I love having an arm full of lovely, warm butterscotch bakelite bracelets. I coordinate outfits just to go with my bangles. When I bought my bakelite bracelets, I knew very little about that fantastic plastic, but I did notice that some of my bracelets had a tiny pinhole burned into it. What's with the pinhole?
Bakelite jewelry is very desired by collectors, and its appearance is often imitated by lesser materials. In an effort to establish that an item is "real" bakelite, some collectors will perform what is called the "hot pin test" on their bakelite items. The hot pin test involves taking an oven-hot pin and pressing the tip into the bakelite item. Since bakelite is thermoset, it cannot be remolded with heat. Thus, a hot pin will not penetrate real bakelite. That means my two "holey" bracelets aren't real bakelite. I call them my fakelites.
Sadly, the obvious problem with the hot pin test is that if your item is bakelite, it is now bakelite with a nasty burn coloration on it, and if it isn't bakelite the damage can range from a hole, like my bracelets, to a complete meltdown.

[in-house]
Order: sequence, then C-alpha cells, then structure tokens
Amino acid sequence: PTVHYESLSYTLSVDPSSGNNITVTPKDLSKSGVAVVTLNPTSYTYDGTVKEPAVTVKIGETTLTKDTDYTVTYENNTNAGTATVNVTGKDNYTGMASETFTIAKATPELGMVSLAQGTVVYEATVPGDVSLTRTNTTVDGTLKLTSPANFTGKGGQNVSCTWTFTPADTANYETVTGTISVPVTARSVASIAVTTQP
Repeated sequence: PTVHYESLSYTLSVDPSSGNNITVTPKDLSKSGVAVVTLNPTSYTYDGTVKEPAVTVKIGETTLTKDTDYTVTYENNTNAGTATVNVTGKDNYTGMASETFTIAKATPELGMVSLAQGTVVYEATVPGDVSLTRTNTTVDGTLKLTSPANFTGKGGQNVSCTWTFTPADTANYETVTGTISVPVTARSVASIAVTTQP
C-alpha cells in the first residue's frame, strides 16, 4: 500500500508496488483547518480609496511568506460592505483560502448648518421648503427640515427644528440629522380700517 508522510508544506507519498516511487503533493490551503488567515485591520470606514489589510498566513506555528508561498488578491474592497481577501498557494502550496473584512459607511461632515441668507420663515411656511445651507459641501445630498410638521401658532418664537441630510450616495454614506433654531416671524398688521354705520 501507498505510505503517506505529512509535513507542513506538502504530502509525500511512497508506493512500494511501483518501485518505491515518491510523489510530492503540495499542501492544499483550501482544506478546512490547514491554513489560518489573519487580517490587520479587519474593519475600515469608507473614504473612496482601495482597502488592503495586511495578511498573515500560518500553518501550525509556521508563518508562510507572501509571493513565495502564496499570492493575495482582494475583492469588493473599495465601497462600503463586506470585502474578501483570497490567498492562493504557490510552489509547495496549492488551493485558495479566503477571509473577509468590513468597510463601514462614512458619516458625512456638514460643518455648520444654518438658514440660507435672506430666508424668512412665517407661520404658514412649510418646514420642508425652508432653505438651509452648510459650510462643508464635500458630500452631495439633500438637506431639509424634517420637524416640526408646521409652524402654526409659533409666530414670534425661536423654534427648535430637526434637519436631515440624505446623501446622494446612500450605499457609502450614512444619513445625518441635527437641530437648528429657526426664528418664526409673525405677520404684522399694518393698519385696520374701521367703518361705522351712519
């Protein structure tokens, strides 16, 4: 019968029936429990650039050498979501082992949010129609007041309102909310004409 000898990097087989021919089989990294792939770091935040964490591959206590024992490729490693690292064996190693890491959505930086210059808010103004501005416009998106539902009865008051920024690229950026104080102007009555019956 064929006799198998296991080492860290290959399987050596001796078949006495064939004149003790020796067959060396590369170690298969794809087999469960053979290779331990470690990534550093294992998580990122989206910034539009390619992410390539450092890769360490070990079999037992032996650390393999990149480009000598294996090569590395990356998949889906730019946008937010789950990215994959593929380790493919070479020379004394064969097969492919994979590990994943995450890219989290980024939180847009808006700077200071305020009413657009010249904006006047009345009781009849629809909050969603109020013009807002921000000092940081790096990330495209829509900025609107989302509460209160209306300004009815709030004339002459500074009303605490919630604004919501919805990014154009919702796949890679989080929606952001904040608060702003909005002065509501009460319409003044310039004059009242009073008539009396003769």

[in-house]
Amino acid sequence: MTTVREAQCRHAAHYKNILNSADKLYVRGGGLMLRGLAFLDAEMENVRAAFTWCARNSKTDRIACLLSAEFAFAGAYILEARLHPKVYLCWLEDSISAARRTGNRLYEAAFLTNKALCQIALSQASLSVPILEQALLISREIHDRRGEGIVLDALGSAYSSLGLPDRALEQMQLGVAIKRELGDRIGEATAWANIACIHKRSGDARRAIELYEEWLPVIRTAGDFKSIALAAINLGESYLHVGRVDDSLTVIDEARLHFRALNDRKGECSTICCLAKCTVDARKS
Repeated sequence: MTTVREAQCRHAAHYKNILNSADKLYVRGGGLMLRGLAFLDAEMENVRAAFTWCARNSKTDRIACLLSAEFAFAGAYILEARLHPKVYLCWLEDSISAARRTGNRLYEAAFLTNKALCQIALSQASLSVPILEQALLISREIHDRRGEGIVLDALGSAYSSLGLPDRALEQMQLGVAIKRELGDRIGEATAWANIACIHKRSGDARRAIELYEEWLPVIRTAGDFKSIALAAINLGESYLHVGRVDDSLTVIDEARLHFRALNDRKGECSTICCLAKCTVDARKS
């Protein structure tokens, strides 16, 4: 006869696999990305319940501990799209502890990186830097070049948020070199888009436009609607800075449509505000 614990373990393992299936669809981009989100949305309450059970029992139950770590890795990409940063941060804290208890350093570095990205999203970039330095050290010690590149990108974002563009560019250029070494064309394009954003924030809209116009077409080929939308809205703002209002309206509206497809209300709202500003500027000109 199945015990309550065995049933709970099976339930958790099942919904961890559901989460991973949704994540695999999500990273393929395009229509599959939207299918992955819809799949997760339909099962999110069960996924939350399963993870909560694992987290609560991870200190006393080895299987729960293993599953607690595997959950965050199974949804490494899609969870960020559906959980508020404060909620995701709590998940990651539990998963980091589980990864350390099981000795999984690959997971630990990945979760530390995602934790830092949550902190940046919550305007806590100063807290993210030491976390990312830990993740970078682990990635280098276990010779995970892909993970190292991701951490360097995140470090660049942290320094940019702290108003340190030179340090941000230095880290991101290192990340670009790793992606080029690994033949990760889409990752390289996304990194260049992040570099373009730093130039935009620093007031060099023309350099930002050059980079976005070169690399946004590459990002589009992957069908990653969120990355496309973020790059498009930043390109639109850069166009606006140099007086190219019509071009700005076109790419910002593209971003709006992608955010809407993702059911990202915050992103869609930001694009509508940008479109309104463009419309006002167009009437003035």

There are alternative methods to testing bakelite, and these methods are far less destructive. Please consider some of these if you feel you need to test the authenticity of a piece.
The smell test. Heated bakelite will release an odor. Heating bakelite may be as simple as running your hand vigorously over the surface. Hot water may do the trick as well. Mmm...smell that carbolic acid? You've got bakelite!
The sound test. Clacking two bakelite pieces together creates a very distinct sound. The sound is deeper, fuller than acrylic or lucite. When you hear it, you'll know it.
The Forumula 409 test. More reliable to the untrained nose/ear than the above test, the Formula 409 test involves cleaning your bakelite piece, and then touching it with a q-tip doused in 409. If the q-tip yellows, your piece is genuine. People have reported similar results using Scrubbing Bubbles in place of Formula 409.
Of course, all of these tests require you to have the piece in hand. If you are buying on eBay, you don't have these luxuries. When in doubt, ask your seller if the bakelite has been tested, and if so, by what method.
Or, if you are like me, you can just enjoy your beautiful piece of jewelry, even if it is merely a fakelite.